FROM ELDON WHITE

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Fay A. White as Engineer of a 16-50 simple single Nichols and Shepard, threshing in Van Buren Co., Michigan. I believe the threshing rig was owned by Clyde Burgett. Picture taken in the early 1920's and was given to me by my father - one of the few Ni

1738 108th Ave., R.R.1, Ostego, Michigan

The photo of the free lance model shows my two grandsons as
engineers. Gordon Gilmore is in the foreground at the throttle,
ably assisted by his cousin, Michael Johnson. The other photo is my
father engineering a 16-50 simple single, Nichols and Shepard
threshing in the early 1920’s. Both engine and engineer have
long been gone, though their influence still survive, having
prompted the building of the aforementioned model and affecting the
leisure hours, not only of myself, but my son and grandson’s as
well.

I experienced the transformation from boy to man (in growth at
least) in the decade of the 20’s; so I have no stories of my
own experiences of threshing, or sawmilling as business
venture.

It required my spare time (some not so spare) over a period of
three years to build this engine. Boiler constructed of 7/16′
and 1/2′ boiler steel tested to 500 lb. cold water pressure.
Can safely carry up to 200 lb. steam pressure but use from 130 to
150 lbs. – cylinder, piston, cross-head guide and connecting rod
were cast and machined by Tom Donaldson of Otsego. We reworked the
steam ports and valve and made the link reverse gear. A ‘
Judson Governor was furnished by John Spaman. The bore
2’x3’ stroke gives plenty of belt and traction power.
Presently we are building a separator, which we hope to finish
soon. My grandson, Gordon Gilmore, in foreground and Michael
Johnson, another grandson, is the Engineer.

From a rather limited experience with steam engines, I became
convinced, and still hold these convictions, that nothing else can
equal their simplicity, power or economy; the many steam engines
still in use like Mr. Blaker’s fine Port Huron, present ample
proof of their durability. I believe that much of the so called
progress, in this field at least, was motivated by greed rather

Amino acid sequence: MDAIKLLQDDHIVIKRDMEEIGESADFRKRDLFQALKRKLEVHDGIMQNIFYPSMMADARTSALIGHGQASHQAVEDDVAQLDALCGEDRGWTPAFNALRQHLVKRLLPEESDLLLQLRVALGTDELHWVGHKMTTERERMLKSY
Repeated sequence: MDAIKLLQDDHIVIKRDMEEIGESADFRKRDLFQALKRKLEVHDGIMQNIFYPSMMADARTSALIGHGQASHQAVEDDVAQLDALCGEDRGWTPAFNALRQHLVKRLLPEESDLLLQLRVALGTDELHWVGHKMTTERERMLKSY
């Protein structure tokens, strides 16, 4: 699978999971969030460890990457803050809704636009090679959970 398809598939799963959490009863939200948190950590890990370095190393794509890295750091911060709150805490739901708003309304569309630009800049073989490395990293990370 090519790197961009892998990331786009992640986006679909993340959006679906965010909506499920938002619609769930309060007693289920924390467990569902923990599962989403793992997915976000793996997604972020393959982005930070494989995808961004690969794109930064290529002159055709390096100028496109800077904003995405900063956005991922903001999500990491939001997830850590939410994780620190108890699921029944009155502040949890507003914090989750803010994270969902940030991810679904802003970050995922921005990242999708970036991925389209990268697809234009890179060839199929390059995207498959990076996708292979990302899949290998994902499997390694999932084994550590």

than need. I enjoyed reading the results of the 1960 Montpelier
test runs; though it’s my belief that hp ratings and loads
being equal no one should expect a simple engine to out perform a
compound regardless of type of valve gear. I have run engines
equipped with Marsh, Stephens on link and Wolff Gears and in their
proper conditions they performed equally well.

I like to think a little 12 hp Advance could out pull them all –
at least it talked as if it could. A 16-50 double Nichols &
Shepard, was ‘hooked up’ a notch occasionally when
threshing, but never on the big blizzard silo filler. I recall now
a Silo filling for which the farmer furnished us dry wood fuel,
though the stack was equipped with cinder catcher and spark screen,
nevertheless before we had run ten minutes, the barn roof had a
dozen small fires. My father threw the belt and moving the engine
around the barn, quickly put out the fires with water from a hose
attached to the blow-off valve.

The farmer, at once sent one of the hands with the team and
wagon some three miles for coal and demanded that we proceed no
further with the filling until the coal arrived. A rather humorous
incident of this event involved the three men working inside the
silo, which was one half inside the barn, and covered by the
extension of the barn roof. Upon their entering the silo all doors
had been placed and secured, since the job was to be finished
before the noon hour. When the filler stopped, they in the silo
loudly demanded to know the cause. No one paid them any heed until
the danger was past, whereupon they were told the barn was afire
and smoke so thick no one could reach the silo doors to free them.
One old boy, whose religion was hard work, hard cider and harder
language, promptly confessed his sins, begged forgiveness, and
beseeched the Almighty to deliver him from that silo. The others
alternately pleaded with their tormentors and condemned the farmer
to the company of the devil for not furnishing coal. When they were
released and discovered they had been put upon, feelings ran pretty
high. They would not reenter the silo. Those who had prompted the
prank were called upon to replace them. The task was finished, as
were all tasks back then, with a lot of hard work, lightened
somehow with a little fun, hardly comparable to the frantic rush in
which we find ourselves today. Perhaps that’s one reason so
many of us enjoy those steam engine days and threshermen
reunions.

May the Steam Engine and Old Threshermen survive forever, for
these whom I was privileged to know represented to me a principle
sadly lacking in too many of our present-day institutions. – They
threshed clean and with honest measure.

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